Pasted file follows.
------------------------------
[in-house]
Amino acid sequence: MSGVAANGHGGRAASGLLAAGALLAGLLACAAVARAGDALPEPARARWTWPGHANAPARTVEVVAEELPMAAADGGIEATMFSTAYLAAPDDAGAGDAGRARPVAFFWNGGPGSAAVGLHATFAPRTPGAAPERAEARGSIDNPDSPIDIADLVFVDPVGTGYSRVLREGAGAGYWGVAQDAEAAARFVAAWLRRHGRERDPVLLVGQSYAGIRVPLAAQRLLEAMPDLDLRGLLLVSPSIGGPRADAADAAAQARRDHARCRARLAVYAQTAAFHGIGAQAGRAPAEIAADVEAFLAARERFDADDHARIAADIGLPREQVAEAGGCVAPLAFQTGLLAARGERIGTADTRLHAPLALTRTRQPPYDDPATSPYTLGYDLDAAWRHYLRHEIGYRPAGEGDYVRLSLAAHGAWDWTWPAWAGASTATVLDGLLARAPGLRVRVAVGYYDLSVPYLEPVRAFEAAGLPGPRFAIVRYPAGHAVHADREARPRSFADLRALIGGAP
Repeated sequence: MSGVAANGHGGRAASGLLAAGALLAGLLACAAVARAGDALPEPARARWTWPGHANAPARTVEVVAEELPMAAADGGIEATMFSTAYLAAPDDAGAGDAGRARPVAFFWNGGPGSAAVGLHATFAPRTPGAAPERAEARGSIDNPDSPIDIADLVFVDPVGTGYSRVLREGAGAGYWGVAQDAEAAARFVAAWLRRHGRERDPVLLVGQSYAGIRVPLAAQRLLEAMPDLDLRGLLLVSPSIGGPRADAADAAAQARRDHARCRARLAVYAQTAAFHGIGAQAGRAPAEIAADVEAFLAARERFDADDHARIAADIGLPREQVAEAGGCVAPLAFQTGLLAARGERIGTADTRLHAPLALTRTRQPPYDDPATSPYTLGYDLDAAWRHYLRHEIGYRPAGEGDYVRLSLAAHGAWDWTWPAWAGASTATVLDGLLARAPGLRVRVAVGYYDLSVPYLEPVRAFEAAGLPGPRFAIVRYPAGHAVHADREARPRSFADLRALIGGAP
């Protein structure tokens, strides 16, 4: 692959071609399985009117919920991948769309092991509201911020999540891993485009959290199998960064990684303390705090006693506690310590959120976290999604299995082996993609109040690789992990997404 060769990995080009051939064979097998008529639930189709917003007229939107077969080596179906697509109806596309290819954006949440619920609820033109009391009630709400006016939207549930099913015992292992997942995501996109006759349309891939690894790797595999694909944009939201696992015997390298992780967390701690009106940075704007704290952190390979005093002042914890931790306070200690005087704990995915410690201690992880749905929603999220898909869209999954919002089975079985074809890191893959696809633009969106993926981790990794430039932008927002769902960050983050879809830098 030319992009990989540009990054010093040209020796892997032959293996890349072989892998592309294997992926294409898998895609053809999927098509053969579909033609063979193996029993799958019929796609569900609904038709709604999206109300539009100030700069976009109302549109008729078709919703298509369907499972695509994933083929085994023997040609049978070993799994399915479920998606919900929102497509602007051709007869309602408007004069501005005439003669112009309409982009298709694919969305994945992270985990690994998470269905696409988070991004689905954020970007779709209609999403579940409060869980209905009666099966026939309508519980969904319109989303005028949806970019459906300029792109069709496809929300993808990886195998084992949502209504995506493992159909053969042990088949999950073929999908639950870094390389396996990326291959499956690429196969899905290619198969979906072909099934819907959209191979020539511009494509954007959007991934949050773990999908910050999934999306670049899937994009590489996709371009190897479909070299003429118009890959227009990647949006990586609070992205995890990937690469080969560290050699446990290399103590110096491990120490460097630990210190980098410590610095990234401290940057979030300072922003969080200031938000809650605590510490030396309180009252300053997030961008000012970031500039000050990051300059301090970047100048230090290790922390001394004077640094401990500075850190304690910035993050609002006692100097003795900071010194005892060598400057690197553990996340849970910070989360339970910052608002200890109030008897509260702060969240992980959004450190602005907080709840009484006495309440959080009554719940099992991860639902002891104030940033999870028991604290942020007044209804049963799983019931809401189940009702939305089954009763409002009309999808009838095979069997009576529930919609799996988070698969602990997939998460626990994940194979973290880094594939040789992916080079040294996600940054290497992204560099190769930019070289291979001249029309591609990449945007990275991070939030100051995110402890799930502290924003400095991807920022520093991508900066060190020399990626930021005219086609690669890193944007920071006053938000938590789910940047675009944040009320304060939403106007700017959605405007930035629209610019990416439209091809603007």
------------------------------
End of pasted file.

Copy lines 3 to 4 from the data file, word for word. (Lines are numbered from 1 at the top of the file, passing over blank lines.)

Repeated sequence: MSGVAANGHGGRAASGLLAAGALLAGLLACAAVARAGDALPEPARARWTWPGHANAPARTVEVVAEELPMAAADGGIEATMFSTAYLAAPDDAGAGDAGRARPVAFFWNGGPGSAAVGLHATFAPRTPGAAPERAEARGSIDNPDSPIDIADLVFVDPVGTGYSRVLREGAGAGYWGVAQDAEAAARFVAAWLRRHGRERDPVLLVGQSYAGIRVPLAAQRLLEAMPDLDLRGLLLVSPSIGGPRADAADAAAQARRDHARCRARLAVYAQTAAFHGIGAQAGRAPAEIAADVEAFLAARERFDADDHARIAADIGLPREQVAEAGGCVAPLAFQTGLLAARGERIGTADTRLHAPLALTRTRQPPYDDPATSPYTLGYDLDAAWRHYLRHEIGYRPAGEGDYVRLSLAAHGAWDWTWPAWAGASTATVLDGLLARAPGLRVRVAVGYYDLSVPYLEPVRAFEAAGLPGPRFAIVRYPAGHAVHADREARPRSFADLRALIGGAP
């Protein structure tokens, strides 16, 4: 692959071609399985009117919920991948769309092991509201911020999540891993485009959290199998960064990684303390705090006693506690310590959120976290999604299995082996993609109040690789992990997404 060769990995080009051939064979097998008529639930189709917003007229939107077969080596179906697509109806596309290819954006949440619920609820033109009391009630709400006016939207549930099913015992292992997942995501996109006759349309891939690894790797595999694909944009939201696992015997390298992780967390701690009106940075704007704290952190390979005093002042914890931790306070200690005087704990995915410690201690992880749905929603999220898909869209999954919002089975079985074809890191893959696809633009969106993926981790990794430039932008927002769902960050983050879809830098 030319992009990989540009990054010093040209020796892997032959293996890349072989892998592309294997992926294409898998895609053809999927098509053969579909033609063979193996029993799958019929796609569900609904038709709604999206109300539009100030700069976009109302549109008729078709919703298509369907499972695509994933083929085994023997040609049978070993799994399915479920998606919900929102497509602007051709007869309602408007004069501005005439003669112009309409982009298709694919969305994945992270985990690994998470269905696409988070991004689905954020970007779709209609999403579940409060869980209905009666099966026939309508519980969904319109989303005028949806970019459906300029792109069709496809929300993808990886195998084992949502209504995506493992159909053969042990088949999950073929999908639950870094390389396996990326291959499956690429196969899905290619198969979906072909099934819907959209191979020539511009494509954007959007991934949050773990999908910050999934999306670049899937994009590489996709371009190897479909070299003429118009890959227009990647949006990586609070992205995890990937690469080969560290050699446990290399103590110096491990120490460097630990210190980098410590610095990234401290940057979030300072922003969080200031938000809650605590510490030396309180009252300053997030961008000012970031500039000050990051300059301090970047100048230090290790922390001394004077640094401990500075850190304690910035993050609002006692100097003795900071010194005892060598400057690197553990996340849970910070989360339970910052608002200890109030008897509260702060969240992980959004450190602005907080709840009484006495309440959080009554719940099992991860639902002891104030940033999870028991604290942020007044209804049963799983019931809401189940009702939305089954009763409002009309999808009838095979069997009576529930919609799996988070698969602990997939998460626990994940194979973290880094594939040789992916080079040294996600940054290497992204560099190769930019070289291979001249029309591609990449945007990275991070939030100051995110402890799930502290924003400095991807920022520093991508900066060190020399990626930021005219086609690669890193944007920071006053938000938590789910940047675009944040009320304060939403106007700017959605405007930035629209610019990416439209091809603007």